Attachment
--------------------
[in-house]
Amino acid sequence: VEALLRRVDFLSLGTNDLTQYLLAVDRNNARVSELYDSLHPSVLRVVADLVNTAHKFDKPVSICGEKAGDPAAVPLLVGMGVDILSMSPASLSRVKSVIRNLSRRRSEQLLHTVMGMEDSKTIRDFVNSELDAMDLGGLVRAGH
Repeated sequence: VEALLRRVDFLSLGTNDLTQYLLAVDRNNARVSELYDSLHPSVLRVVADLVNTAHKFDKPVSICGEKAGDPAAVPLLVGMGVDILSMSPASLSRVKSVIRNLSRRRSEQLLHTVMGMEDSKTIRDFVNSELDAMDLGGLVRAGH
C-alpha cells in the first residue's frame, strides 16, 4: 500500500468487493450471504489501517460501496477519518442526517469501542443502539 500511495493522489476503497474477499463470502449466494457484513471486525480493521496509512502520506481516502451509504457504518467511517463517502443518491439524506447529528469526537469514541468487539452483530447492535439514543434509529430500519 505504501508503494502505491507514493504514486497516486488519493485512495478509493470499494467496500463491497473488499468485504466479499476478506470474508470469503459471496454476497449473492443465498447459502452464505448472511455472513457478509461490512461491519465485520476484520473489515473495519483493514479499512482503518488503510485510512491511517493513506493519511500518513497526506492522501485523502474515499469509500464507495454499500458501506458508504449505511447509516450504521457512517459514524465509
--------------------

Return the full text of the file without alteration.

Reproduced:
[in-house]
Amino acid sequence: VEALLRRVDFLSLGTNDLTQYLLAVDRNNARVSELYDSLHPSVLRVVADLVNTAHKFDKPVSICGEKAGDPAAVPLLVGMGVDILSMSPASLSRVKSVIRNLSRRRSEQLLHTVMGMEDSKTIRDFVNSELDAMDLGGLVRAGH
Repeated sequence: VEALLRRVDFLSLGTNDLTQYLLAVDRNNARVSELYDSLHPSVLRVVADLVNTAHKFDKPVSICGEKAGDPAAVPLLVGMGVDILSMSPASLSRVKSVIRNLSRRRSEQLLHTVMGMEDSKTIRDFVNSELDAMDLGGLVRAGH
C-alpha cells in the first residue's frame, strides 16, 4: 500500500468487493450471504489501517460501496477519518442526517469501542443502539 500511495493522489476503497474477499463470502449466494457484513471486525480493521496509512502520506481516502451509504457504518467511517463517502443518491439524506447529528469526537469514541468487539452483530447492535439514543434509529430500519 505504501508503494502505491507514493504514486497516486488519493485512495478509493470499494467496500463491497473488499468485504466479499476478506470474508470469503459471496454476497449473492443465498447459502452464505448472511455472513457478509461490512461491519465485520476484520473489515473495519483493514479499512482503518488503510485510512491511517493513506493519511500518513497526506492522501485523502474515499469509500464507495454499500458501506458508504449505511447509516450504521457512517459514524465509